Inexpressible Suffering in Nineteenth-Century Britain

Figure 1. A woman suffering the pain of cholic; illustrated by demons tugging on a rope wound around her stomach. Coloured etching by G. Cruikshank, 1819, after Captain F. Marryat. Wellcome Collection.

In 1850, English author Sara Coleridge, who would later die from breast cancer, wrote of her pain in a letter to Aubrey de Vere:

But I must say good-night. This fierce pain clings to me. Oh ! how well can I imagine that all the frightful shapes with which the infernal realms have been peopled, the demons with their prongs and pitchforks, may have been mere brain images, — the shaping forth, by way of diversion and relief, in order to send it off from self, of these sharp pangs and shattering, piercing, nerve tortures ! The vulture of Prometheus is more mental, but Dante’s demons are personifications of Neuralgia and Tic Douloureux, or at least the latter, if they sat for their pictures, would come out just like them. I don’t wonder that Dante begged Virgil to dispense with their company, and would rather wander through the horrid circles without guide, than with those fierce ones.

Coleridge’s description, overflowing with personification and metaphor, may now read as overly dramatic and theatrical, but the literary culture and relationship to pain in nineteenth-century Britain provided a unique environment in which pain sufferers used social and cultural references to make sense of their pain to themselves and to others. The references to classical mythology (in the vulture of Prometheus) as well as religious allegories of Dante’s Inferno, are characteristic of the ways in which many middle- and upper-class women would describe their sufferings. My research is part of a broader project, Experiencing Agony: Pain and Embodiment in the British Atlantic World, 1600-1900, which investigates embodiments of pain and how they changed over time. My own research focuses on how women in nineteenth-century Britain wrote about pain and suffering; the language they used, the words they chose, the comparisons they made. Additionally, I place a particular emphasis on how class influenced the availability of cultural resources accessed by women.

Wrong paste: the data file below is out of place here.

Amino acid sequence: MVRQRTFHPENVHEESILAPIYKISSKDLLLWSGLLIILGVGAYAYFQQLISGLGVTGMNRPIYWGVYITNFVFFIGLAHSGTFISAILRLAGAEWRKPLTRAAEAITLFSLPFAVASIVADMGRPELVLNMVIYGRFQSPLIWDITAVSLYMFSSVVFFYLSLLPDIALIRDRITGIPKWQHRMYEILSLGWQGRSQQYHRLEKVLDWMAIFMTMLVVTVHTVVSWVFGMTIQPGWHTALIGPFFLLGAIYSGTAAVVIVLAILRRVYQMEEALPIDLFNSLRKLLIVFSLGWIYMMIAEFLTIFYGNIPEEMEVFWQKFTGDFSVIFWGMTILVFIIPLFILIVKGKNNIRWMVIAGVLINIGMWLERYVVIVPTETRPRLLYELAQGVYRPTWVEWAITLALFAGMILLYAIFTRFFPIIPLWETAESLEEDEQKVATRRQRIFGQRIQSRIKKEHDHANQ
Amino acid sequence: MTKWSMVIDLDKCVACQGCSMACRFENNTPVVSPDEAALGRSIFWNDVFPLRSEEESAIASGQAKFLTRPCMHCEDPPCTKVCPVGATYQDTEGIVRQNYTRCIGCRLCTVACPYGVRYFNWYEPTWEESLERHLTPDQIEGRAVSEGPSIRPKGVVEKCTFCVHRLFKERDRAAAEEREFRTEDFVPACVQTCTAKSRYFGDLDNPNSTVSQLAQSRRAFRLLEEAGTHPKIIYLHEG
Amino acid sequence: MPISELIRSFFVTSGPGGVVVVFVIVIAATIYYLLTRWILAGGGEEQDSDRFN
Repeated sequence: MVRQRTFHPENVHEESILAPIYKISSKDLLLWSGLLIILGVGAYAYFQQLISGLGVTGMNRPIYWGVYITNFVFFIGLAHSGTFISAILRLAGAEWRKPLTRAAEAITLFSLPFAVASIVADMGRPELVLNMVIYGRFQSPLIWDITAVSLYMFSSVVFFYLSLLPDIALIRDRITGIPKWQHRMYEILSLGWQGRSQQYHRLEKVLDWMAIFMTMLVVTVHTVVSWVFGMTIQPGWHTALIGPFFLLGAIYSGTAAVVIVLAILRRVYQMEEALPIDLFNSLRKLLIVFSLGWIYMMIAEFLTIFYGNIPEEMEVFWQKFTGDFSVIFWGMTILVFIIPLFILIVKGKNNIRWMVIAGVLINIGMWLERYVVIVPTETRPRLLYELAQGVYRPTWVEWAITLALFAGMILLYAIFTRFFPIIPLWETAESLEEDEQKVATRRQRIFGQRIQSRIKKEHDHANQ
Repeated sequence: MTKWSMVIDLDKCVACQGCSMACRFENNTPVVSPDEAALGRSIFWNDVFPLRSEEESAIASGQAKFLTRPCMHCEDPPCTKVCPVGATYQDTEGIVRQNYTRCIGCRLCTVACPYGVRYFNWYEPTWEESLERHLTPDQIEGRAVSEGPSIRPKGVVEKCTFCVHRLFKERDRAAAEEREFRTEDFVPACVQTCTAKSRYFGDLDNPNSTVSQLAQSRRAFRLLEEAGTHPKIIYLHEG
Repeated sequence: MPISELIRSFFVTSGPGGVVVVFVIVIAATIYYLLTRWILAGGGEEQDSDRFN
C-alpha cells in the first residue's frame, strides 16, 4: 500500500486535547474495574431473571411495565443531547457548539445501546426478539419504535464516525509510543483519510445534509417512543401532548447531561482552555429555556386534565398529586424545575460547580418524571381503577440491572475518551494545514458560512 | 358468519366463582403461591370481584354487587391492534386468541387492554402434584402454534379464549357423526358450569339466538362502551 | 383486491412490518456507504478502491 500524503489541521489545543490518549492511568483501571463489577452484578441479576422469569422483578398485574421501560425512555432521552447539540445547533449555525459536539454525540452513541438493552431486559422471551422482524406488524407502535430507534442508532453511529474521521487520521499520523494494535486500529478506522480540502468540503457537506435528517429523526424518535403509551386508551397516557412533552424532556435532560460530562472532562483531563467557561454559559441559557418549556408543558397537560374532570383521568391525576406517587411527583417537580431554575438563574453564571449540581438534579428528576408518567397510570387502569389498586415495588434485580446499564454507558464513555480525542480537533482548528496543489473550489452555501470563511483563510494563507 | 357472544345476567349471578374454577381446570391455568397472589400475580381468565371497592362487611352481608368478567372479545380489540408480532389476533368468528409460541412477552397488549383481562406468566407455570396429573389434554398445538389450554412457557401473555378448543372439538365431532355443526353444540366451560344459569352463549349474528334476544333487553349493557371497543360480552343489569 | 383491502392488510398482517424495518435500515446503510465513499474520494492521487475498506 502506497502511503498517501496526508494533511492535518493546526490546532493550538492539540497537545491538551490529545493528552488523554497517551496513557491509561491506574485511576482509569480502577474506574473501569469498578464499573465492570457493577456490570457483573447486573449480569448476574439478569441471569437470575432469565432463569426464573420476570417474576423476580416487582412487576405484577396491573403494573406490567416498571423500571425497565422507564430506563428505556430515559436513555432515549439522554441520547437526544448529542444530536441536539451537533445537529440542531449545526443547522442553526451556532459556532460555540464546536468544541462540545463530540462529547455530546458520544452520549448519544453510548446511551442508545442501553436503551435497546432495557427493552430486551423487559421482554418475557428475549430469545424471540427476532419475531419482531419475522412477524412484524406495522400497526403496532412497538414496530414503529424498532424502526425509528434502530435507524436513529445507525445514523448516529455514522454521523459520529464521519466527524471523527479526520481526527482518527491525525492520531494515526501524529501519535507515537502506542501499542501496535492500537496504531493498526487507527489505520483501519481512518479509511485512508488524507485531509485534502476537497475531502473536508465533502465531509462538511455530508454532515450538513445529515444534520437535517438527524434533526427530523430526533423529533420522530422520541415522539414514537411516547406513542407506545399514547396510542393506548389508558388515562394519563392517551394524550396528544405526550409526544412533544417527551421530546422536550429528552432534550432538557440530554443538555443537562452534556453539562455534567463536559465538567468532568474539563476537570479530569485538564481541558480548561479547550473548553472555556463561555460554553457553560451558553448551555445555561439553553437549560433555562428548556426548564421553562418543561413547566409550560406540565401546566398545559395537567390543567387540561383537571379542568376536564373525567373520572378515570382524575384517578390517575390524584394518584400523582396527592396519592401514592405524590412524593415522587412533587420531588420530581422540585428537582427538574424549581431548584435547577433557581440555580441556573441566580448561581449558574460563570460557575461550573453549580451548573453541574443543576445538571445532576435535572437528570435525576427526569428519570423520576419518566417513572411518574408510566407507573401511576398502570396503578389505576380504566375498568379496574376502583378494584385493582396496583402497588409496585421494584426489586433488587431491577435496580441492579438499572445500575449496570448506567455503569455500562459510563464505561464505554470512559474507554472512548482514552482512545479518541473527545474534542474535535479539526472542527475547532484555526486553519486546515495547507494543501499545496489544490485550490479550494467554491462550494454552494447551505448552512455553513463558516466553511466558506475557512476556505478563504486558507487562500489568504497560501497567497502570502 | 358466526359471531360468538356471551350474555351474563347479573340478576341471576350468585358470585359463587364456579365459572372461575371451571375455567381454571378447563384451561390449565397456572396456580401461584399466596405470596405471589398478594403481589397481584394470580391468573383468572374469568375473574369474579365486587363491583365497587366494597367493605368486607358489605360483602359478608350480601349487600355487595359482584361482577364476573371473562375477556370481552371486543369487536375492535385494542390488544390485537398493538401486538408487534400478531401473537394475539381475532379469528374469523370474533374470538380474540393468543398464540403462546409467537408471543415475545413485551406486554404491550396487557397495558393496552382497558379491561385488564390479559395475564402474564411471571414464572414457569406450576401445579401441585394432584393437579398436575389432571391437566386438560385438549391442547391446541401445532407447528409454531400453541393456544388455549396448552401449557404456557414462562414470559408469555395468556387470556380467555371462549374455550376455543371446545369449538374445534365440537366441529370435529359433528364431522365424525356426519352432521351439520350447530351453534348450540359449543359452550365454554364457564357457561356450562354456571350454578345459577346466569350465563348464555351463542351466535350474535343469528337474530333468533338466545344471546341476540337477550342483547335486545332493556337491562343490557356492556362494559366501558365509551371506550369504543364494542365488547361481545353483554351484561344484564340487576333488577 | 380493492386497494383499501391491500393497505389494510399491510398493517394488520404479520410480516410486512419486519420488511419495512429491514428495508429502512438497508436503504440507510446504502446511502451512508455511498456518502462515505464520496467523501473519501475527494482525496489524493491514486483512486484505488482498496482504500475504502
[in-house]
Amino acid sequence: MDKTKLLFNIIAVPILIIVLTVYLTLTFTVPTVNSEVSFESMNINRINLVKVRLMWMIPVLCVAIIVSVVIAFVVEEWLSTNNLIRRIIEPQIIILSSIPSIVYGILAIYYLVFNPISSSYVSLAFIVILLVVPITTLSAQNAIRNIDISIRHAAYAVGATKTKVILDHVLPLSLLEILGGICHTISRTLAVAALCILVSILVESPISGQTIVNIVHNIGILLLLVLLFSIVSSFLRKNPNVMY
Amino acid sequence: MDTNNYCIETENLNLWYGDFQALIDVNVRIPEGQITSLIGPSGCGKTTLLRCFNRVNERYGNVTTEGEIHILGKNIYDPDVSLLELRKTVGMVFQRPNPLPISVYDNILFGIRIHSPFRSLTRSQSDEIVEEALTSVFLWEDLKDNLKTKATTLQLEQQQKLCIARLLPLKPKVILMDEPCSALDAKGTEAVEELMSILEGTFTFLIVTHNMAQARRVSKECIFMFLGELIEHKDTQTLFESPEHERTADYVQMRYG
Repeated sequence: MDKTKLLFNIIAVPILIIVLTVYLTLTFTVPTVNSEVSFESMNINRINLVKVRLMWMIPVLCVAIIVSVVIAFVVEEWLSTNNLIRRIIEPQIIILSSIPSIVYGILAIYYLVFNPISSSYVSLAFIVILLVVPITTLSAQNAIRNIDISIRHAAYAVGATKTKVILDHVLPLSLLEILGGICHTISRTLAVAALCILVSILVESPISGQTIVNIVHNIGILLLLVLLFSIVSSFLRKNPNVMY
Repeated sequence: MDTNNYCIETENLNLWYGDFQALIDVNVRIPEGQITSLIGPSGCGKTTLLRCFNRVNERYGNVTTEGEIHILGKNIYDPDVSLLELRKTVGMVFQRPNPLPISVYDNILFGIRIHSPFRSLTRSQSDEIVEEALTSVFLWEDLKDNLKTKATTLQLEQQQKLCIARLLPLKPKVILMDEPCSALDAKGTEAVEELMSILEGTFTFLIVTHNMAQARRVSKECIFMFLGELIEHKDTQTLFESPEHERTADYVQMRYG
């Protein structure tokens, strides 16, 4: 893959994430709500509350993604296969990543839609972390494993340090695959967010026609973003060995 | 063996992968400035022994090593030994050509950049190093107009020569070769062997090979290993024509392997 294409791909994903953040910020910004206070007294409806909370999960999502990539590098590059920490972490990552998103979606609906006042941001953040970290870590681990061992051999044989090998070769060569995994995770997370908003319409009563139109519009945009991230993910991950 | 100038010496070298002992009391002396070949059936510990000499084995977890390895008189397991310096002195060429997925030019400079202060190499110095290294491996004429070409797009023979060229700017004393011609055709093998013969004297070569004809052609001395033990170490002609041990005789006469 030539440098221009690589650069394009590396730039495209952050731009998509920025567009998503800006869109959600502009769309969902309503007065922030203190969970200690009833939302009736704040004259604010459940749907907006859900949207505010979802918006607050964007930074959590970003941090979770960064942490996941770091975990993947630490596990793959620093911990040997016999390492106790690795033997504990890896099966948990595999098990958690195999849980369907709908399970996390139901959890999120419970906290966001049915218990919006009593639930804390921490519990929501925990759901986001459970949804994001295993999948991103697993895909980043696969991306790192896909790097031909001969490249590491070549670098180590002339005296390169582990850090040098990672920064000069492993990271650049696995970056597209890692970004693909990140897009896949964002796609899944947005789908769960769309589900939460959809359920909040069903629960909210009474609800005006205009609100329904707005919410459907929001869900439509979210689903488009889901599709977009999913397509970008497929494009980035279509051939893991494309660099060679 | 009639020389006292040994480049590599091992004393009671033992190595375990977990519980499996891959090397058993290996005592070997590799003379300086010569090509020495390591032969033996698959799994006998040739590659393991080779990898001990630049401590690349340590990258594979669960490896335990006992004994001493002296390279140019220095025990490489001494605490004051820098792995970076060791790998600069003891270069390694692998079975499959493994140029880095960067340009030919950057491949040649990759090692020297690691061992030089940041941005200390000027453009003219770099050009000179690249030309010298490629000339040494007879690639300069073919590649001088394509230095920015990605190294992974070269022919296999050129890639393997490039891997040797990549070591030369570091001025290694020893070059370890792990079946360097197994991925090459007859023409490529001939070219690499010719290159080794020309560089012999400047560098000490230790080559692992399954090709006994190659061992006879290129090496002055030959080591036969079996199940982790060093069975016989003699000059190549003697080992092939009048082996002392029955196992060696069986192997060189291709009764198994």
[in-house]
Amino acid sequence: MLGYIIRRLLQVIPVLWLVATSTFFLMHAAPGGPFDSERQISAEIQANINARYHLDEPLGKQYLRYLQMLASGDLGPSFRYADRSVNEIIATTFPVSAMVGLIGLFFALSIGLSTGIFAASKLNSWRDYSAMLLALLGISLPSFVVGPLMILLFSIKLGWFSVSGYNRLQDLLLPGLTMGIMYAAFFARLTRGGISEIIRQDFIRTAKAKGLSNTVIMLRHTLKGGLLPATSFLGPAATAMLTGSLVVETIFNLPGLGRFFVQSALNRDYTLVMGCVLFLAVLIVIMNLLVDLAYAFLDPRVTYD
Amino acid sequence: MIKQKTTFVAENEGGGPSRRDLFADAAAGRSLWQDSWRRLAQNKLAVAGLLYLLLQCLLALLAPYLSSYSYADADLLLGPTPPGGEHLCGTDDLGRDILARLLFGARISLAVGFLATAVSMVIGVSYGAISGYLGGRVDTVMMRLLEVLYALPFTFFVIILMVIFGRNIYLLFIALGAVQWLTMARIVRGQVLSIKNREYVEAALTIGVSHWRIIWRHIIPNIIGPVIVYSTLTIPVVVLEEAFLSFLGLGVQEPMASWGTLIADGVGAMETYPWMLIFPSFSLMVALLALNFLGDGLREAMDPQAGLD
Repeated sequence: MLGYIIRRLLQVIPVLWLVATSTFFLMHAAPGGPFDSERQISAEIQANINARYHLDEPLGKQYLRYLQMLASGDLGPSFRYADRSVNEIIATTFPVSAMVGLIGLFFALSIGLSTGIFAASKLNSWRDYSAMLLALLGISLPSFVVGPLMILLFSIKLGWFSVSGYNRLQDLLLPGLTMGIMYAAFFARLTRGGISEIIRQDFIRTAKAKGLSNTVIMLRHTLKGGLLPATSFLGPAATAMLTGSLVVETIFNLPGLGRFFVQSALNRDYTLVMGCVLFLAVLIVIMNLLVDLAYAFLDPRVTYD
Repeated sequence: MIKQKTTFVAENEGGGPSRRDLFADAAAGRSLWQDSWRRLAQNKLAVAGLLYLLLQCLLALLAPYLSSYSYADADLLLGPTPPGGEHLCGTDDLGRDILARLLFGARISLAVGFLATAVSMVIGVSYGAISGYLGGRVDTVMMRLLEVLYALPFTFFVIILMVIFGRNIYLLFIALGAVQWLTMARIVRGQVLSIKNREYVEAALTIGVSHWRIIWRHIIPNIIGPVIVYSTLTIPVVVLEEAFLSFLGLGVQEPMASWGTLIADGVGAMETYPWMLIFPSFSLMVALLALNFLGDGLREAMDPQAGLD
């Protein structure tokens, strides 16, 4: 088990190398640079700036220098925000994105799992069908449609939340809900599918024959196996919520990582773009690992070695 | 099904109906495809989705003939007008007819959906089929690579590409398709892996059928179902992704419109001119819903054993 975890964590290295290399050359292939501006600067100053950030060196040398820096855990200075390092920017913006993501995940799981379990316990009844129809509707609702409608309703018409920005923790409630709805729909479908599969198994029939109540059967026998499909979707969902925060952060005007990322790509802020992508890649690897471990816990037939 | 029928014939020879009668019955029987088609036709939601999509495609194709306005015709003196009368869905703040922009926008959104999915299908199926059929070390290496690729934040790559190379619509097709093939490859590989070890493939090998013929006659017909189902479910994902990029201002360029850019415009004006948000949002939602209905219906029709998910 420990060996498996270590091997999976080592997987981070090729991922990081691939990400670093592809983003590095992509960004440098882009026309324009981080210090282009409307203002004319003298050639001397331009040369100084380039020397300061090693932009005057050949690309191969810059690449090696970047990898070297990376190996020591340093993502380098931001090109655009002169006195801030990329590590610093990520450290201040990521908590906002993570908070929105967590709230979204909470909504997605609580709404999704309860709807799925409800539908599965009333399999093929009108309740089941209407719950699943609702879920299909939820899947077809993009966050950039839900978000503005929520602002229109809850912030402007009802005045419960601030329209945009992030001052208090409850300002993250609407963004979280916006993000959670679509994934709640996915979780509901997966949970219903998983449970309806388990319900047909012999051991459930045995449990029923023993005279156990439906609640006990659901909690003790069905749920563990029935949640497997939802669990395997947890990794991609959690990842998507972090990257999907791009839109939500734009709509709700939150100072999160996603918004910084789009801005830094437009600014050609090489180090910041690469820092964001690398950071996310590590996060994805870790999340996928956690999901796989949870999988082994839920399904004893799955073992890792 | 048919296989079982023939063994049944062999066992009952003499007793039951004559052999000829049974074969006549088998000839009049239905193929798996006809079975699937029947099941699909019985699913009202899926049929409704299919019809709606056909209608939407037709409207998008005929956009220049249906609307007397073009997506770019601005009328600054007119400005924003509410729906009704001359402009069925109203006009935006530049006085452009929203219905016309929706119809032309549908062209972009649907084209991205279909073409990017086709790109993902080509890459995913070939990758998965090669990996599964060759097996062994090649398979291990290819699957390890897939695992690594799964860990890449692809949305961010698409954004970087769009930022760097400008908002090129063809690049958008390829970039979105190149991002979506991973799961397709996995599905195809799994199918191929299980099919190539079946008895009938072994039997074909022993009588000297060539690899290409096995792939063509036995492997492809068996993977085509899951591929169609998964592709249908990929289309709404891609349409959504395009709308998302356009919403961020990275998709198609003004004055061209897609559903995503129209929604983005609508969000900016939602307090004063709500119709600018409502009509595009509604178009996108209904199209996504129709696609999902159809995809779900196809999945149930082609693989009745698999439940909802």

As written in the apophasis research mission, one of the key tenets “…focuses on our (historical or present-day) subjects’ awareness and acknowledgement that something significant is missing or at least difficult to grasp.” The difficulty of grasping pain has been widely acknowledged, and as such was often described through figurative language in nineteenth-century diaries, letters, and autobiographies. Doctors were aware of their patients’ preference so to employ such linguistic aids, and they seemed to be sympathetic to it. Dr Henry Maudsley posited two reasons for his patients’ usage of terms to describe their pain: “These exaggerated descriptions have two reasons of their being: first like such words as absolute, infinite and eternal, they mark the negation of definite conception and are impotences of thought; secondly, they are vain endeavours, by their strong colouring, to excite in the minds of others a proportionate feeling of the really ineffable misery of the strange and bewildering sensations. They are endeavours not to convey ideas, but to express feelings that are in-expressible.”